Emerging Markets Summit (EMS) was a pinnacle event that brought together influential players from around the world to engage with the Booth community. Toted as Booth’s largest student-run conference, The Emerging Market Summit was a huge undertaking that brought together a number of Booth groups including Chicago Women in Business, the Investment Management Club, and Middle East and North Africa Club. After strong promotions and word of mouth, EMS had a strong turn out of around 350 attendees. Some of the prominent speakers at the event included Tendai Biti, Former Finance Minister of Zimbabwe, Siva Yam, President of US-China Chamber of Commerce; Chairman of US-Vietnam Chamber of Commerce, and Alfredo Moreno Charme, '82, Former Foreign Minister of Foreign Affairs of Chile.
The emerging markets face a unique set of issues and opportunities and the EMS summit looked to address these factors during a number of panels. Broken into five tracks African, Asia, South Asia, Latin America, and MENA, the break out sessions allowed attendees to dive deep into topics about a certain region or jump around to different tracks that may interest them. This aspect of the Summit allowed for an omni-lens perspective and gave insight into potential synergies between countries like China and Zimbabwe. China was a big focal point of discussion as they are positioning to surpass the United States as the next big super power. China’s private equity investing in U.S. and U.K. companies has become aggressive over the past 5 years, creating bidding wars with companies like Starwood and GE appliances getting stuck in the cross hairs. Also, China has been investing heavily in natural resources from African countries like Zimbabwe, which have some regional experts like Tendai Biti concerned that China is taking advantage and locking governments into damaging contracts.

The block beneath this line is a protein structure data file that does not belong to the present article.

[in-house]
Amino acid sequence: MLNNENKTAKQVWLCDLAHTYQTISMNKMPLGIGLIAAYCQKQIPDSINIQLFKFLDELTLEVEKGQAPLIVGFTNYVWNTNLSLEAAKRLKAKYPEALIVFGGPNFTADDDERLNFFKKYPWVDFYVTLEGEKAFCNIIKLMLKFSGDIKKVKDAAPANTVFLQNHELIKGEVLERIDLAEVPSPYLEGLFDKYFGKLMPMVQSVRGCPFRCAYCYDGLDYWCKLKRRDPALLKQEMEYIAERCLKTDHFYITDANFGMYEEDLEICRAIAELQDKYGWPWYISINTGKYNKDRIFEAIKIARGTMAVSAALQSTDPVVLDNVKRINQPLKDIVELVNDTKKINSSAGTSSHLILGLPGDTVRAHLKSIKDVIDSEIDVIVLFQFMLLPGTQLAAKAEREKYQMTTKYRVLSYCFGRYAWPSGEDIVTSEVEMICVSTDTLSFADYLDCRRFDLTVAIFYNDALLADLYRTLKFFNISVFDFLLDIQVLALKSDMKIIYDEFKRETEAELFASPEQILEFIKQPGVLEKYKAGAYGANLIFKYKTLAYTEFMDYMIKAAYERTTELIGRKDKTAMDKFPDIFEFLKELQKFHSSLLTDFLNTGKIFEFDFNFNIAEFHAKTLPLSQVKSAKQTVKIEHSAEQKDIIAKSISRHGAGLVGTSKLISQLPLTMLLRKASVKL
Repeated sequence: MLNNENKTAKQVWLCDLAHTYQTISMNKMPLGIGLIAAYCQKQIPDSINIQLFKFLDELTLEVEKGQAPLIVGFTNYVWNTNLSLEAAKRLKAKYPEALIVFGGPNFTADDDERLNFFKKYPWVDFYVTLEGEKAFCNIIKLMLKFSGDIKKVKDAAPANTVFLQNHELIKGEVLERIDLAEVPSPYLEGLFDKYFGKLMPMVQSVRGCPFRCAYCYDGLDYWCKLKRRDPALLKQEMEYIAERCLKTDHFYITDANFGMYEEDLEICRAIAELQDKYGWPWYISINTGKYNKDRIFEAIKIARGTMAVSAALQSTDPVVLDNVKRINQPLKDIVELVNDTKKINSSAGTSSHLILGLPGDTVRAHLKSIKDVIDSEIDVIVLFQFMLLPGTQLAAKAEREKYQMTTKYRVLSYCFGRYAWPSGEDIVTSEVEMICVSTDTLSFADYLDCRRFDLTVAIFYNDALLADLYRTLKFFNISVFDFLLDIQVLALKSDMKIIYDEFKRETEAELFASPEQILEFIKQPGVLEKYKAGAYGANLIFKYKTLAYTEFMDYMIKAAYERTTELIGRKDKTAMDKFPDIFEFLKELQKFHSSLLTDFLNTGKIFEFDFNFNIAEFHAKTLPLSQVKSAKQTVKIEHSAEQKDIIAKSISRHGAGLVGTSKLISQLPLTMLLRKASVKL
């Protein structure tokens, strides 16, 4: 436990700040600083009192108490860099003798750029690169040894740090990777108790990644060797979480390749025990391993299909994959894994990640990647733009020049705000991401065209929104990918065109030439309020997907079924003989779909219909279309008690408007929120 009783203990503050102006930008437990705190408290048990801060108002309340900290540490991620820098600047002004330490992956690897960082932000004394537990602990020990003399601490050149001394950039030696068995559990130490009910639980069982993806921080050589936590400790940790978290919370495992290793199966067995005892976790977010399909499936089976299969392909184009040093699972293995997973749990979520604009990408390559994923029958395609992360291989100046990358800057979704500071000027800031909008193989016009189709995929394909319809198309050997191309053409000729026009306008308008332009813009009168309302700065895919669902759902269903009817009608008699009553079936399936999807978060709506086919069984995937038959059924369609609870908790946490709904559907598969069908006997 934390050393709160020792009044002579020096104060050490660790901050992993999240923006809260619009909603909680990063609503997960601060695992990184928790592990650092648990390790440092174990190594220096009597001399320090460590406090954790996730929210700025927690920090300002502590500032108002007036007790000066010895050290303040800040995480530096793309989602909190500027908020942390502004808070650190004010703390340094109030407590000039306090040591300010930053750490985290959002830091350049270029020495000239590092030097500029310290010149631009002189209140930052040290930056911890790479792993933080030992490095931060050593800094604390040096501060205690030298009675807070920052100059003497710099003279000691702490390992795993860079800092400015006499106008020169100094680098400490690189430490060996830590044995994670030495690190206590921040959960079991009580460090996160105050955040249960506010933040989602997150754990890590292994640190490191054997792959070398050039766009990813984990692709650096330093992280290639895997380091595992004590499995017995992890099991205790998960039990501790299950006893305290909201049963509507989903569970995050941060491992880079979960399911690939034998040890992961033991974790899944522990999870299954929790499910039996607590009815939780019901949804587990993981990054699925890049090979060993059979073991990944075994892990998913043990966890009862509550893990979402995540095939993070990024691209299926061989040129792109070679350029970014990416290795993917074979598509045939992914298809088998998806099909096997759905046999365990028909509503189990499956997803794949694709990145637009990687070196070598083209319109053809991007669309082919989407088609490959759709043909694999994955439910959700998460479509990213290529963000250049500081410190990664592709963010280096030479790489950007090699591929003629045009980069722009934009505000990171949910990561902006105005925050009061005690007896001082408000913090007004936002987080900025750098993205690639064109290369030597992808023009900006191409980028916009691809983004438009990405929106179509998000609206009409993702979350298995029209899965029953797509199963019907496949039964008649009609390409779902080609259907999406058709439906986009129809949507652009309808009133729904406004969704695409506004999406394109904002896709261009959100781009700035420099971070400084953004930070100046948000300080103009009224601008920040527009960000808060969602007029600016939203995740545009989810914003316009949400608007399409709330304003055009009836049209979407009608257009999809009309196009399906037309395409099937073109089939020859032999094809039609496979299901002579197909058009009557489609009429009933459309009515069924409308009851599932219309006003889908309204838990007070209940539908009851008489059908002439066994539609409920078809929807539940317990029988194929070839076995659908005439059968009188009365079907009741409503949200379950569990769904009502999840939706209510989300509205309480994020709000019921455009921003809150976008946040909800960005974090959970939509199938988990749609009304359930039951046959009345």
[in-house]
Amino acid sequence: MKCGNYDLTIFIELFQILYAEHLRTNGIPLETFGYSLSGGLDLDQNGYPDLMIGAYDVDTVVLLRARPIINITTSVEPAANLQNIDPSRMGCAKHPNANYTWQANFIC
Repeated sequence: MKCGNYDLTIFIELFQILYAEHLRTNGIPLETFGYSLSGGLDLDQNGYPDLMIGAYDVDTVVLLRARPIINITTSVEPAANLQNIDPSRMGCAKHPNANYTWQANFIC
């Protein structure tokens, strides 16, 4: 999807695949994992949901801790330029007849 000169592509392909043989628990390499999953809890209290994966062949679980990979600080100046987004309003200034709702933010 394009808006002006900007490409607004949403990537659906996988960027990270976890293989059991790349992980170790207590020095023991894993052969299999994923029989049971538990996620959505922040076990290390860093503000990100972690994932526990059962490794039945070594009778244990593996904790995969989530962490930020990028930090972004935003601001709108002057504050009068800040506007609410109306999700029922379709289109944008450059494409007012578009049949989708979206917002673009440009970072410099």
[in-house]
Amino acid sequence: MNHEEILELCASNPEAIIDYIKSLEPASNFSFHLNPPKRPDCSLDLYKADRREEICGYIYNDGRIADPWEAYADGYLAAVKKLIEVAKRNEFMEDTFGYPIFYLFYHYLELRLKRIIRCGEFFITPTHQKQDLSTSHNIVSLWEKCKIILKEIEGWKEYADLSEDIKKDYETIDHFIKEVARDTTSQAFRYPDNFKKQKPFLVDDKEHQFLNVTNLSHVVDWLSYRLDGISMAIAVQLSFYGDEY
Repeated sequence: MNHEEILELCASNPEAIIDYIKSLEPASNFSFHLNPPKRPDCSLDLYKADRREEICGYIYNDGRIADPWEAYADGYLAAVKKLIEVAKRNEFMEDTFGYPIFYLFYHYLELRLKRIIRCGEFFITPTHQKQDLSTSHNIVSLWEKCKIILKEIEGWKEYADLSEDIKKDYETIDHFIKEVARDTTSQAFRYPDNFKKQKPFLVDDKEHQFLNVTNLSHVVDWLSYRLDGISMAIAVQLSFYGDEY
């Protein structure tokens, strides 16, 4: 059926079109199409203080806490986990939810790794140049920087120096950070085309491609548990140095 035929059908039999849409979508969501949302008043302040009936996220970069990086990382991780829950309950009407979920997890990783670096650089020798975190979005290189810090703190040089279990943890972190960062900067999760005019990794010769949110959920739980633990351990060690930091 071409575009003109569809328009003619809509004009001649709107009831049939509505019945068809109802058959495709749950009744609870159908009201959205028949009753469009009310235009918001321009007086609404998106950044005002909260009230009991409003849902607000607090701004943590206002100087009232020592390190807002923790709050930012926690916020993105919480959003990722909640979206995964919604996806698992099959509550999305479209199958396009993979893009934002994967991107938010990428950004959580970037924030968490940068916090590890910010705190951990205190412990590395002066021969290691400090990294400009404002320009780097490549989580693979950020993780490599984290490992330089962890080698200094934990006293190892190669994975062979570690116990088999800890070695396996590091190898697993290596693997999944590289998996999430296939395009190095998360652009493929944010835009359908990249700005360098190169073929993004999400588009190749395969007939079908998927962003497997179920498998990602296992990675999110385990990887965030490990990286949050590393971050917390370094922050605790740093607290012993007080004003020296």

During the lunchtime Global Roundtable a panel of female executives including Graciela Cairoli, '82, Vice President of Capital Markets Argentina and Lamia Pardo, VP Global Strategy & Marketing, Pangea Money Transform, discussed the challenges and opportunities for women in emerging markets. On the panel, Pardo mentioned that today women are seeing more opportunities to work in competitive firms, whereas only 10 years ago many of these companies would not have hired women in certain roles. Evening in more developing economies like India, currently there are larger numbers of women than ever before going into entrepreneurial ventures and starting successful businesses.
Co-organizer of EMS, Oma Nwabudike told ChiBus, “The conference made me realize that people within the emerging markets face many of the same issues and can learn from each other.” She also added that for next year’s conference she would like to try to bring more local people representing certain regions to better understand their plights on a micro-level.
Many of the attendees from the conference mentioned that their takeaway from EMS was the growth opportunities in private equity and entrepreneurship within the emerging markets.
Alexis Miller is a Booth first year who loves journalism, food blogging, and global travel. She is passionate about telling the stories of the Booth community.